Spain Among First EU Member States to Implement ECN+ Directive

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In Short

Background: European Parliament and Council Directive (EU) 2019/1 ("ECN+") required EU Member States to adopt, by February 4, 2021, minimum standards related to national competition authority ("NCA") antitrust enforcement. ECN+ aims to promote cooperation among NCAs and the European Commission and to minimize uneven enforcement by establishing minimum common investigative powers and decision-making procedures.

The Development: In late April, Spain amended the Spanish Competition Act ("LDC Amendments") to implement ECN+. The LDC Amendments introduce significant changes to the Comisión Nacional de los Mercados y la Competencia ("CNMC") procedures regarding leniency, fines, and investigatory powers, among other topics. Together with Germany and (partially) France, Spain is one of the first large EU jurisdictions to have implemented ECN+. The remaining EU Member States are expected to do so later this year.

Looking Ahead: Companies in Spain should expect to see uptick in leniency applications to the CNMC, with a parallel increase in cartel enforcement. In addition, companies with operations in Spain should counsel employees about new rules related to CNMC investigations.

Spain recently amended the Spanish Competition Act ("LDC Amendments") to implement Directive (EU) 2019/1 ("ECN+") of the European Parliament and Council. ECN+ establishes minimum standards for national competition authority ("NCA") antitrust enforcement across the European Union. The most significant changes in Spain, detailed below, relate to cooperation among the Comisión Nacional de los Mercados y la Competencia ("CNMC"), NCAs, and the European Commission ("EC"); enhanced CNMC investigatory authority; increased fines; and policies that encourage cartel participants to self-report to the CNMC and seek leniency.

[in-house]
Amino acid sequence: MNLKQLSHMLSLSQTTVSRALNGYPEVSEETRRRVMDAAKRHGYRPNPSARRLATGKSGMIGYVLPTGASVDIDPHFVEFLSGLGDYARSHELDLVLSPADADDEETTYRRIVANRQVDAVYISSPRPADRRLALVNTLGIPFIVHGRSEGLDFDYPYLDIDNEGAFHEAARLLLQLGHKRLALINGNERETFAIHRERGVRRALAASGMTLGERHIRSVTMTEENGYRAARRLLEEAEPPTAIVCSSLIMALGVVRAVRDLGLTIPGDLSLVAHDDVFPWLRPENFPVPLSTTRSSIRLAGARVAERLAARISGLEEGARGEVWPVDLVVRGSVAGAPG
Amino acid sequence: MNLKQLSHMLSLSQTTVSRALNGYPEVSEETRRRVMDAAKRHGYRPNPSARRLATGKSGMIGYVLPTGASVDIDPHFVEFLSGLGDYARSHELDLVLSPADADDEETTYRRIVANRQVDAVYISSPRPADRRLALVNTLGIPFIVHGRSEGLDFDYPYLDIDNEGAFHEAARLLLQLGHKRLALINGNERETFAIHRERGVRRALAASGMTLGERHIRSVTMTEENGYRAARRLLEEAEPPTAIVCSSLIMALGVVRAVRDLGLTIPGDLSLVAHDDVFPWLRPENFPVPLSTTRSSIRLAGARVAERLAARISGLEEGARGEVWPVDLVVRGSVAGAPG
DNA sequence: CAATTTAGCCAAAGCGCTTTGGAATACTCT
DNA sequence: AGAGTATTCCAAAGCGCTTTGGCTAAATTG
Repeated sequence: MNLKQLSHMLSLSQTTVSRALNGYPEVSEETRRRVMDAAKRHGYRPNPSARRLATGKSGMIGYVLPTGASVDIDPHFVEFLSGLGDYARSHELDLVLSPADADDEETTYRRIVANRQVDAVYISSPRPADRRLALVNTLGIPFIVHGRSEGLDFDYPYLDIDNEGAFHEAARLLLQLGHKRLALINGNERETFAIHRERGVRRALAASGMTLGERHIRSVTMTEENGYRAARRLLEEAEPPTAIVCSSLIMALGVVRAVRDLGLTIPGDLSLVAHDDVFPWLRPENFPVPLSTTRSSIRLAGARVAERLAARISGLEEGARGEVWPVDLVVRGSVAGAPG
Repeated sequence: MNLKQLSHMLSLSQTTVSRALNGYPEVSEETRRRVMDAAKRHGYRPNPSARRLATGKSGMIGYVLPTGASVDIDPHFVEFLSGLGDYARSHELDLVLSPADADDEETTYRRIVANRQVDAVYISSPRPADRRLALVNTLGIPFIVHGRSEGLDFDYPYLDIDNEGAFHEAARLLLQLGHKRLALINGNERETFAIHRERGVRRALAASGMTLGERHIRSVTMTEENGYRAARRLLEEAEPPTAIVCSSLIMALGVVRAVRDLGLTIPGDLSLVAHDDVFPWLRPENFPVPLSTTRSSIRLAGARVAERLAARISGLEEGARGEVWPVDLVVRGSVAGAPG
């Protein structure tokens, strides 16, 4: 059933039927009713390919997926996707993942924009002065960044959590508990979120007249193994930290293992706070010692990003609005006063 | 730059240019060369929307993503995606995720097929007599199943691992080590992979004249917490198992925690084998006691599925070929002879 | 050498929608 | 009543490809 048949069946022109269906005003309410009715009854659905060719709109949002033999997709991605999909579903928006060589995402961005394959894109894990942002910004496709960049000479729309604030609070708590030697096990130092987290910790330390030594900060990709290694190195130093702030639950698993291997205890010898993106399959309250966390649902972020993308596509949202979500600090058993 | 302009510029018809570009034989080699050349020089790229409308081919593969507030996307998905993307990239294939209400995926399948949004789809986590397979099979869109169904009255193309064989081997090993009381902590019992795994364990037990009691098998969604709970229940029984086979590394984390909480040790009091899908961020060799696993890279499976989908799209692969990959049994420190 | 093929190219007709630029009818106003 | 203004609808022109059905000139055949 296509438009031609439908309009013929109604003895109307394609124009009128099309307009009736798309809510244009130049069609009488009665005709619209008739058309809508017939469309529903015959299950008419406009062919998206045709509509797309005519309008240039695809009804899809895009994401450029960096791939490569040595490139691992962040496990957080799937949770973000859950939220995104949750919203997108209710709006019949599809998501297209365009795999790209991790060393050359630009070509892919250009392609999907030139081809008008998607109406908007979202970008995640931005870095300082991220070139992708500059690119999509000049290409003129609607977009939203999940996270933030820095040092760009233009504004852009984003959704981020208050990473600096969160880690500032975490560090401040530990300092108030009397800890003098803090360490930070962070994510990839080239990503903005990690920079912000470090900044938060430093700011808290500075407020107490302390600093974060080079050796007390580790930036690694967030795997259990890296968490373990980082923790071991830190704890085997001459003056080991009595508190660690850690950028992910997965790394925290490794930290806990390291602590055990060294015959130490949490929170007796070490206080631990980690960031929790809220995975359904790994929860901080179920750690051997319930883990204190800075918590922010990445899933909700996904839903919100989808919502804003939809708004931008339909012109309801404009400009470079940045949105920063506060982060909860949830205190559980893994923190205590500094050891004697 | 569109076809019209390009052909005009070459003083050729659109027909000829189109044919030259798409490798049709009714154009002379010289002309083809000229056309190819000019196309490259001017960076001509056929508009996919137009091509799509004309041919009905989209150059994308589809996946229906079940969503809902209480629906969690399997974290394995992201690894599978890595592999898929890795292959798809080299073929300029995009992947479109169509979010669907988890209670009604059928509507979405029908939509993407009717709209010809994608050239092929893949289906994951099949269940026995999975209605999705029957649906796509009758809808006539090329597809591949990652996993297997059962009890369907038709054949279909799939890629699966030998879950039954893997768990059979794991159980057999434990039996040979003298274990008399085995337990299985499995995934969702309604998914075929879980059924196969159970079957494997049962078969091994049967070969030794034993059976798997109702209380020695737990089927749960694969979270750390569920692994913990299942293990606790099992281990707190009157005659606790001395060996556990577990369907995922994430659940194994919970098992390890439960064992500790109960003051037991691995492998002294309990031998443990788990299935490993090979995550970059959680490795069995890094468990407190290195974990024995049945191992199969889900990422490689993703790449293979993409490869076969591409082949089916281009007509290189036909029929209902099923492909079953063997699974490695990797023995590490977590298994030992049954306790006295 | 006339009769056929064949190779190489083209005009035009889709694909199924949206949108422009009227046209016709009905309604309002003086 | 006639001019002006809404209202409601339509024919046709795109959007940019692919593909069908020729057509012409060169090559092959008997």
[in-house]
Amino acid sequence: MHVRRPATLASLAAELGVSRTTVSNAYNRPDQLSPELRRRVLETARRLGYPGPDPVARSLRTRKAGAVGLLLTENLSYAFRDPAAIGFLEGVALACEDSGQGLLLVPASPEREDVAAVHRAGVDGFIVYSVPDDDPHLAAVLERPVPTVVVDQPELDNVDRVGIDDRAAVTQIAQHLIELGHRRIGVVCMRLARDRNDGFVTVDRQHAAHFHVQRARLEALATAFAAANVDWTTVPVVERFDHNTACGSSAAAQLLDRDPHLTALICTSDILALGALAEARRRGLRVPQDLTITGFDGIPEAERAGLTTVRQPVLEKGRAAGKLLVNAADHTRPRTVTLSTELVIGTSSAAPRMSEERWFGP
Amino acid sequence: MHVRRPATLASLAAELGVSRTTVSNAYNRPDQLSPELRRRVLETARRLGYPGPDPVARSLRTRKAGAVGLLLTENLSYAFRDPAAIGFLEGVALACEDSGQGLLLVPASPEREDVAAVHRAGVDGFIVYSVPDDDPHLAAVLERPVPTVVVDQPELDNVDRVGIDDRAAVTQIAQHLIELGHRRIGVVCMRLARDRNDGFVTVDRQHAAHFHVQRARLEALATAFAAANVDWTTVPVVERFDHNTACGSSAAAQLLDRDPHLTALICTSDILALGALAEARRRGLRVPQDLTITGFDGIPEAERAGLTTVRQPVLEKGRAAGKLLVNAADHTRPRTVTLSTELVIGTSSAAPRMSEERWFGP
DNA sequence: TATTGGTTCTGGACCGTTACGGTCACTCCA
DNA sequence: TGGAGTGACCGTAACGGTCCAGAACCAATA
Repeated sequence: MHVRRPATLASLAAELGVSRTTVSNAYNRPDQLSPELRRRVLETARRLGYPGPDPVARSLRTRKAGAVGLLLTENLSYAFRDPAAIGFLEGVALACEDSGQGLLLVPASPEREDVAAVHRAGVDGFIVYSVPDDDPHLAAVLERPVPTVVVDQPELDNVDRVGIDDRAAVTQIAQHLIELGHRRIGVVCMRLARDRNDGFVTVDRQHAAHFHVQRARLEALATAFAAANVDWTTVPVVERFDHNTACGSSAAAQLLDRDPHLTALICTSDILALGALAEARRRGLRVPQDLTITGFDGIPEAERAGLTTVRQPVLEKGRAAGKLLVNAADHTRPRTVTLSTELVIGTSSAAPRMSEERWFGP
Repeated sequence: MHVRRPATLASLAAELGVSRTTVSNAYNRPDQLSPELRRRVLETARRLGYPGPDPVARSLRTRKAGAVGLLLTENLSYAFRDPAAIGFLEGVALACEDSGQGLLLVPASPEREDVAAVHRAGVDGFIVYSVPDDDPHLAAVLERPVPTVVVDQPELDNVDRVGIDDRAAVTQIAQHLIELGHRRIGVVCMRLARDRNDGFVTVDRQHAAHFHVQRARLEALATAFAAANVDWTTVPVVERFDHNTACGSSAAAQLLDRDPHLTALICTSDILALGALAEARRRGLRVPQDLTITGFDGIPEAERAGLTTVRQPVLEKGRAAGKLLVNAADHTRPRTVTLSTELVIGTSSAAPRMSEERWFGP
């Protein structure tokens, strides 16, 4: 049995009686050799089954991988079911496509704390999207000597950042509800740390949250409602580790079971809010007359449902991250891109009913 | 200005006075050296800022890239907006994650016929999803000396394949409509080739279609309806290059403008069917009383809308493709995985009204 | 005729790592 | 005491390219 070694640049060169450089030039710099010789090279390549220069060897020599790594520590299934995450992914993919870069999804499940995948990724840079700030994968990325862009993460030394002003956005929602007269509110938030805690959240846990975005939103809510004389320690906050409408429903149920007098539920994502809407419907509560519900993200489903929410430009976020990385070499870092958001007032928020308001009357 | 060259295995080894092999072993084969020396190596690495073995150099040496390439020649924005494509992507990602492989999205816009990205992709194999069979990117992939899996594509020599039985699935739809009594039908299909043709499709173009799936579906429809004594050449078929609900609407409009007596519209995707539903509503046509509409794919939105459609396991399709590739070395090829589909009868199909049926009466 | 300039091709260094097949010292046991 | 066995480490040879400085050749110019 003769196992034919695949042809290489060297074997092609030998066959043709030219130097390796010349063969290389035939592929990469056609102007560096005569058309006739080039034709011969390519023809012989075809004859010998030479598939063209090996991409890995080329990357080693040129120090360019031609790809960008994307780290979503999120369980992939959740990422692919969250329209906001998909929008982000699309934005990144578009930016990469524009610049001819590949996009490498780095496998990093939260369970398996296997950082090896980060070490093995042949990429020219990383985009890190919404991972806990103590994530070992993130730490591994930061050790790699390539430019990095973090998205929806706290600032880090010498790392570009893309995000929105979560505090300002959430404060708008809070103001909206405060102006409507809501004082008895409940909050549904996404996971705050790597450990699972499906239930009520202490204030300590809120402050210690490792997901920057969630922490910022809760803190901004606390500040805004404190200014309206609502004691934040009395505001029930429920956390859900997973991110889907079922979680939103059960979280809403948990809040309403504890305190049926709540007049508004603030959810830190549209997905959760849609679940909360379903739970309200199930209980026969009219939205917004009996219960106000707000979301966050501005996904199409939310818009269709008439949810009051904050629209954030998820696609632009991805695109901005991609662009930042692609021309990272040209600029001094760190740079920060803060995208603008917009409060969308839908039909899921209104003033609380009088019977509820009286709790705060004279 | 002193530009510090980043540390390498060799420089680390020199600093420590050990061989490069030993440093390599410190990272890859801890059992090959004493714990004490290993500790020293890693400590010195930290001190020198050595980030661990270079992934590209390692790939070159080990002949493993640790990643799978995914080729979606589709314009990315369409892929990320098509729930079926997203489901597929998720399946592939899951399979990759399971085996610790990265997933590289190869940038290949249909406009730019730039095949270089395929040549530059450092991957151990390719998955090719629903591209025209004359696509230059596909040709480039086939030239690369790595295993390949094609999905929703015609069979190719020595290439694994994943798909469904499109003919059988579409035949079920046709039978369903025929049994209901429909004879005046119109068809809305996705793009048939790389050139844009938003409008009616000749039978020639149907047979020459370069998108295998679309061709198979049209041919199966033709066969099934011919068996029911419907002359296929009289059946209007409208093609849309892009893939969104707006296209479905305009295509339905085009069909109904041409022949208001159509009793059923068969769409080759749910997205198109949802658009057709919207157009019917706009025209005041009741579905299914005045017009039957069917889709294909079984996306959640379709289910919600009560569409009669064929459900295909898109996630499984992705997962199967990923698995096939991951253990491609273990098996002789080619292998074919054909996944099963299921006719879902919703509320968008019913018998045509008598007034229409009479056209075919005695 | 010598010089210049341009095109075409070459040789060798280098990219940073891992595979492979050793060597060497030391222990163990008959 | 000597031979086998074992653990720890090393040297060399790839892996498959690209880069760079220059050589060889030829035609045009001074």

Strengthening of Mutual Assistance Among European Authorities

The LDC Amendments expand the collaboration mechanisms among the European Commission, the CNMC, and the other EU NCAs. For instance, the CNMC and other EU competition authorities may exchange leniency applications, either with the consent of the applicant or where the receiving competition authority also has received a leniency application relating to the same potential violation from the same applicant. The reform also allows NCAs to collaborate regarding interviews and inspections outside their respective territories.

Enhanced Investigatory Authority

The LDC Amendments extend the CNMC's inspection and investigation powers by permitting the CNMC to examine the premises of a company under investigation, including the private residences of its personnel. The CNMC now may interview, in the presence of a lawyer if requested, any company representative or individual when those personnel might have relevant data or information. The CNMC also may access a company's information stored in third-party computer systems and digital platforms.

Increased Penalties

The LDC now classifies anticompetitive agreements and abuses of a dominant position as very serious infringements in all cases, which subject such violations to penalties of up to 10% of the company's total global revenue. Prior to the LDC Amendments, vertical agreements and unqualified abuses of dominance were classified as serious infringements, sanctioned with a maximum of 5% of the company's revenue.

The LDC Amendments also increase the penalties for companies and their personnel who fail to comply with the CNMC's enhanced powers, including, now, participation in interviews. In the past, failing to comply with the CNMC’s investigative mandates was a minor infringement that carried a penalty of up to 1% of a company's revenue. That conduct is now a serious infringement, with the possibility of fines up to 5% of global revenue. However, an interviewee may refuse to provide incriminating information or admit to an antitrust violation.